Have you ever been traveling and couldn't get the same shows you normally watch back home on Hulu? Or have you noticed that some websites are blocked or you can't access certain services while you're connected to different Wi-Fi networks? That's likely due to a proxy being in place.

What is a proxy server?

A proxy server, or just proxy for short, is like having another computer that your internet requests get sent to before going to the real website. It's a server that takes all of the information you've sent out, like a request to buy new shirts on H&M, and routes it through a different IP address.

That's what makes a proxy so powerful. They can make all of your internet activity appear as if it's coming from a completely different location.

Companies use them for security and network performance purposes, individuals use them for privacy concerns, and there's also some cool functionality you can tap into when using proxy servers for your internet browsing that we'll talk about later.


A proxy can be physically located anywhere. You can set up a proxy on your home computer or you can deploy one to the cloud. The main thing that matters is that the proxy has the configurations you need for the functionality you want.

Just remember that a proxy acts like a fancy IP address filter. Similar to filters, there are different kinds of proxies and they all have their specific uses.

To get started, let's talk about the most common kind of proxy and how it works, the forward proxy.

How a proxy works

When you hear or see people talking about proxies, they're most likely referring to forward proxies. These are the most common types of proxy because they easily handle what most people need. Forward proxies act as the middleman between your requests and the server you're trying to connect to.

The way a proxy works is first you make a request, for example you try to go GitHub. So you type in the URL and hit enter. With a proxy, instead of connecting you directly to GitHub with your computer's IP address, your request gets intercepted by the proxy.

Then the proxy takes your request, updates it, and sends it from its own IP address. This can completely remove your IP address and identifying information from the request to the GitHub server.

One of the ways that proxies handle changing your request is directly in the request headers it sends to the server. A proxy request can set headers like Forwarded and Via in the original request before it sends the message to the server you're trying to get information from.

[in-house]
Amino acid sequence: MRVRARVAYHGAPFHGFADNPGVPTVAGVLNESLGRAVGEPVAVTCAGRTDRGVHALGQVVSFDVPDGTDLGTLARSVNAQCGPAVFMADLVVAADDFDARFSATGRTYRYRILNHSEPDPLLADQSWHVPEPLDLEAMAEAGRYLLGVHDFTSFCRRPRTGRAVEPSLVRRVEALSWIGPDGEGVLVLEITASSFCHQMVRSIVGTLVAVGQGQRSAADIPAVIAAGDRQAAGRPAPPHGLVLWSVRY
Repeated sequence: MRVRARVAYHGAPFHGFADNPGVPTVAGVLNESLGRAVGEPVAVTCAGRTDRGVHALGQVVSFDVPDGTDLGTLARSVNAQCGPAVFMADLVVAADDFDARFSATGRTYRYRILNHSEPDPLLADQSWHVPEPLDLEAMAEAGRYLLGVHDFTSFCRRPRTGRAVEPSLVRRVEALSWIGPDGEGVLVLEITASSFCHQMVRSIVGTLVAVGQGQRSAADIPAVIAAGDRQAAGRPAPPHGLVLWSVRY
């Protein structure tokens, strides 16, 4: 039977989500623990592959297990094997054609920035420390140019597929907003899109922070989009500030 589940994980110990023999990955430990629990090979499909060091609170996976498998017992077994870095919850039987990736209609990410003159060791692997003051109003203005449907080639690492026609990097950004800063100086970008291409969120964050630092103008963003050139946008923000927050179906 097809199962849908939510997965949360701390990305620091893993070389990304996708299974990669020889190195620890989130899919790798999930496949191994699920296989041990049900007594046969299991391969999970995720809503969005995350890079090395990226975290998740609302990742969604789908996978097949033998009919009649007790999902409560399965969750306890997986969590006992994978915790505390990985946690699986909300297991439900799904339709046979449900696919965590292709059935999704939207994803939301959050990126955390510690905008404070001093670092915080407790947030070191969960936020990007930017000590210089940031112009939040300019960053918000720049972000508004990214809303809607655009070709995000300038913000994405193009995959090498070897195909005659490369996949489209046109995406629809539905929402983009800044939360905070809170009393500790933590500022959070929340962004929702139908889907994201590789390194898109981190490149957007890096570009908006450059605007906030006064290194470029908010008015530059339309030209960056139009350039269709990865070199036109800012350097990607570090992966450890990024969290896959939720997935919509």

Once the proxy has updated the information from your request, it will send your reformatted request to the GitHub server. That server now thinks your request has come from a different location and it will send the data you wanted back through that location.

Next the proxy takes the data from the GitHub server and does any checks it has been configured to do with that data. It could check for any malicious scripts or other security issues. Then it finally sends the data back to your computer and your page loads.

A proxy server isn't necessarily limited to one user at a time. There can be multiple people sending requests through the same proxy and they can all share the same benefits. There are plenty of reasons you might use a proxy, even if it's a shared one.

Why you would use a proxy

Now that you know what a proxy is, it's good to know some of the common use cases for them.

  • You can increase network security by encrypting requests
    ○ Prevent hackers from intercepting sensitive information
    ○ Block malware sites from your real network
  • You can lower the amount of network traffic by caching sites
    ○ Cache websites so that only one request to the site is made no matter how many users are on the proxy
  • You can control how people use the internet
    ○ Block specific domains
    ○ Monitor and log all web requests
  • You can get around blocks set up by companies and countries
    ○ Access content from a different country
    ○ Get around corporate firewalls

This isn't a comprehensive list of everything you can do with proxies, but I also wanted to include some of the other benefits that don't quite fall under the typical categories.

  • You always have cookies blocked
  • You always have ads blocked
  • You can access the deep web
  • It removes any search tailoring or tracking your previous searches
  • You can scrape data
  • You can do research on your competition

Different types of Proxies

There are many different types of proxies that will cover just about any configuration that you can think of. Here, I'll give you a quick overview of 14 different proxy types.

Transparent proxy

Transparent proxies are the simplest kind of proxy. They pass all of your information along, but with the proxy's IP address. These proxies don't offer any kind of privacy protection.

They tell the server you're sending your request to that the request is coming through a proxy. This is enough to get you around simple IP bans. A common use for transparent proxies is setting up website filtering, like schools and companies do.

Anonymous proxy

Anonymous proxies are a commonly used type of proxy. They never pass your IP address to the website you are browsing although they will identify themselves as a proxy in the request. This helps keep your browsing activity private.

When you don't want targeted ads following you around the internet or you don't want your location attached to your request, these are some standard proxies to use. This is usually enough to get around most targeting activities, but there is still a chance that your information might be revealed.